for your iPhone
for your iPad
Champ Car

Champ Car Links

2008 Schedule

The Genesis of CART

TV Schedule

Scanner Frequencies

Teams & Drivers Page

2007 Rule Book

Champ Car Lingo

Race Car Comparison

Lap Time Comparison

Champ Car vs F1

History CART/IRL Split

Final Point Standings
Driver Championship
1 Sebastien Bourdais 364
2 Justin Wilson 281
3 Rob Doornbos (R) 268
4 Will Power 262
5 Graham Rahal (R) 243
6 Oriol Servia 237
7 Bruno Junqueira 233
8 S. Pagenaud (R) 232
9 Neel Jani (R) 231
10 Alex Tagliani 205
11 Paul Tracy 171
12 T. Gommendy (R) 140
13 Dan Clarke 129
14 Ryan Dalziel (R) 116
15 Katherine Legge 108
16 Jan Heylen 104
17 Alex Figge (R) 95
18 Mario Dominguez 78
19 Nelson Philippe 28
20 David Martinez (R) 18
21 Matt Halliday (R) 18
22 Roberto Moreno 9

Rookie of the Year
1 Robert Doornbos (R) 268
2 Graham Rahal (R) 243
3 Simon Pagenaud (R) 232
4 Neel Jani (R) 231
5 Tristan Gommendy (R) 140
6 Ryan Dalziel (R) 116
7 Alex Figge (R) 95
8 David Martinez (R) 18
9 Matt Halliday (R) 18

AutoRacing1 Inc. BBB Business Review
Is Champ Car at risk of racing headlong into oblivion?

Jeff Kitchen
Thursday, December 27, 2007


In reference to the reader who asked about Champ Car about whether they are going to hi-definition next year, I have to ask “What is Champ Car?”

Of course, readers know what Champ Car is, but as I walked the PRI show a few weeks back, and met with several team members and crew, there continues to be a lack of marketing effort on behalf of the Champ Car World Series. The lack of series promotion coupled with the poor TV ratings has pushed the series past the realm of irrelevance.

Outside the die-hard fan, no one really knows anything about Champ Car, and even the die-hards have no idea about who will be in what car. Imagine corporate America’s impression after being asked by teams for sponsorship, from a series few have heard of or know anything about.  Is Champ Car headed for oblivion?

I’m not trying to be negative, but if things do not change, the series could face additional hardships. Being “penny-wise and pound-foolish” is no way to grow and maintain the series or company, so I’d like to throw out some suggestions to those in charge. The goal is to have a fire sale of sorts to keep current sponsors, attract new sponsors and give the “appearance” of a series that provides commercial marketing potential.

  • Cancel the trips, and vacations and start tending the store, so to speak. When sales are down, the leadership needs to step up and manage top to bottom.

  • Pay for the production and commercial time for series sponsors who use a Champ Car, or the name Champ Car in their commercial. Starting with the current list of sponsors, (McD’s, Bridgestone, etc.) get the Champ Car name out there with entertaining commercials. Use Paul Newman, or whatever hook is needed to get attention (NASCAR sponsors have done a great job with their commercials, with their drivers always in uniform)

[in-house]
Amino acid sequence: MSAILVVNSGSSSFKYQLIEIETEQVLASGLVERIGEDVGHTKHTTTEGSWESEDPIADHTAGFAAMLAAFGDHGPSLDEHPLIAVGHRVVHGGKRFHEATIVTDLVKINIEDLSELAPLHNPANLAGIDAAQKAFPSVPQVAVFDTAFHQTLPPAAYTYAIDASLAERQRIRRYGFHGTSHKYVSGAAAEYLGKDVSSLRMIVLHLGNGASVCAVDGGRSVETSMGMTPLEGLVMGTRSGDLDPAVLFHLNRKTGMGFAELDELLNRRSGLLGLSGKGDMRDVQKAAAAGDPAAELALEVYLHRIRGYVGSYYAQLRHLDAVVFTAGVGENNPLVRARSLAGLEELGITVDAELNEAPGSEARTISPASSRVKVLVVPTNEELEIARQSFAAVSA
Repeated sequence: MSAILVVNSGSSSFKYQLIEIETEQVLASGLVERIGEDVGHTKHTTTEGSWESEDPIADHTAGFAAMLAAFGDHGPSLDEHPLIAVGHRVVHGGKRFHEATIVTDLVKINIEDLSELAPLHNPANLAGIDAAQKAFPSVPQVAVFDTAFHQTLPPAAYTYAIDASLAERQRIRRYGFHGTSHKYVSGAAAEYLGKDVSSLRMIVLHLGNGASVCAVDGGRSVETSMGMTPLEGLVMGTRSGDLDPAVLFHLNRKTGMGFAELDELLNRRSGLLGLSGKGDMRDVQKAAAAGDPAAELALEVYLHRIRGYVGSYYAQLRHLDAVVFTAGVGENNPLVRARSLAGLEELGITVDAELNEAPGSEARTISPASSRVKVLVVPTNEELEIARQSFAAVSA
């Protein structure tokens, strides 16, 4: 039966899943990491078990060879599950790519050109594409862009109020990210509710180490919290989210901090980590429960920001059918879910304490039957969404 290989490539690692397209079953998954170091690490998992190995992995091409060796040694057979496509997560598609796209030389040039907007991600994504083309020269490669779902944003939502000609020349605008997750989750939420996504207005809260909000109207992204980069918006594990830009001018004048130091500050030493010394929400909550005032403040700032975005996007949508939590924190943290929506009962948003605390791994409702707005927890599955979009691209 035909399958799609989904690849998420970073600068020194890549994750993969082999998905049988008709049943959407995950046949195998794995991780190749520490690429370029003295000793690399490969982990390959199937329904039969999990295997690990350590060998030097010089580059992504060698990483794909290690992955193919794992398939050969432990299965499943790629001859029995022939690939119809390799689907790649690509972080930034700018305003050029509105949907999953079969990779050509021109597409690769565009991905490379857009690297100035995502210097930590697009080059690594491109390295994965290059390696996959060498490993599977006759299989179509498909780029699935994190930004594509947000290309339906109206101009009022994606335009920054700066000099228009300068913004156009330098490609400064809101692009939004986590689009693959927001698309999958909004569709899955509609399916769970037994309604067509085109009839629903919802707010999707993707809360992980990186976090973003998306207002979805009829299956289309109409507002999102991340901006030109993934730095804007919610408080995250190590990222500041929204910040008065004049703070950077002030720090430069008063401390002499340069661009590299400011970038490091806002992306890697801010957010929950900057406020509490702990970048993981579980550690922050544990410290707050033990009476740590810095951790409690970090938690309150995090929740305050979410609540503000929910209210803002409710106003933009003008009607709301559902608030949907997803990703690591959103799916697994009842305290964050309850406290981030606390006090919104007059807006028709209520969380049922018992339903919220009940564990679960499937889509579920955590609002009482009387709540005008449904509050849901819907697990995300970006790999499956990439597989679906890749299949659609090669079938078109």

• The commercials should be played during top rated shows, sports and/or newscasts (not daytime soaps, or game shows and NOT only during Champ Car events!). These commercials should start playing in January and build up leading to the first race of the season. Champ Car has all the demographic information to get the message out. Time to start using that information!
  • Offer the same program above for any new series or team sponsors who commit a specified amount for the 2008 season or beyond. A sponsor who commits $4 million (or whatever Champ Car decides) to a team gets free commercial time in Prime Time, again if the Champ Car name or cars are used, all paid by Champ Car.
  • In order to offset costs, utilize the fan base at strategic areas in order to get free rental cars, hotels, travel, and local sponsorship for each event. For those who meet set targets, give them free tickets or VIP passes for events. For those that secure sponsorship for set amounts, pay them a commission or set finders fee. This could also include working on single race sponsorship for teams. There is no reason a car can’t have a sponsor for different events. If the cost is $4 million for the season, then $400k-500K/race event might be the next best thing.
  • Pay for High Def production, and find a sponsor to cover the costs (or most of the cost). “Champ Car in HD brought to by Visio”, for example. Small sponsors should be found for the timing and scoring displayed during telecasts, “The Best Buy Pass of the Race”, etc.
  • Get Ford back. Give them anything they want, but get the name back and work on co-branded commercials. Again, the series needs to have some name recognition and Ford needs some help as well.
  • Have a race Memorial Day weekend, prime time if possible. That is the top motorsports weekend in the US, with almost all major series having a race. USA Today has a big motorsports section, and any race will receive some attention. Make it a Made for TV event, to be played Saturday night on ABC, with the race in the US or abroad. Make everyone run their backup cars, to get the car count up. Make the best impression for the weekend!  And in case they can’t schedule an event, sponsor two cars in the Indy 500.
  • A commercial press release a week. Start working with the sponsor partners to get their names out on a regular basis. News, news and more news! Technical highlights, product focus or introductions sent out to all major media outlets. Give them the exposure they deserve, and other potential sponsors might start recognizing the value.

Hopefully, Champ Car can start to do something proactive in its marketing campaign leading up to the 2008 season, instead of continually reacting to bad news or issues.

Feedback can be sent to

Go to our forums to discuss this article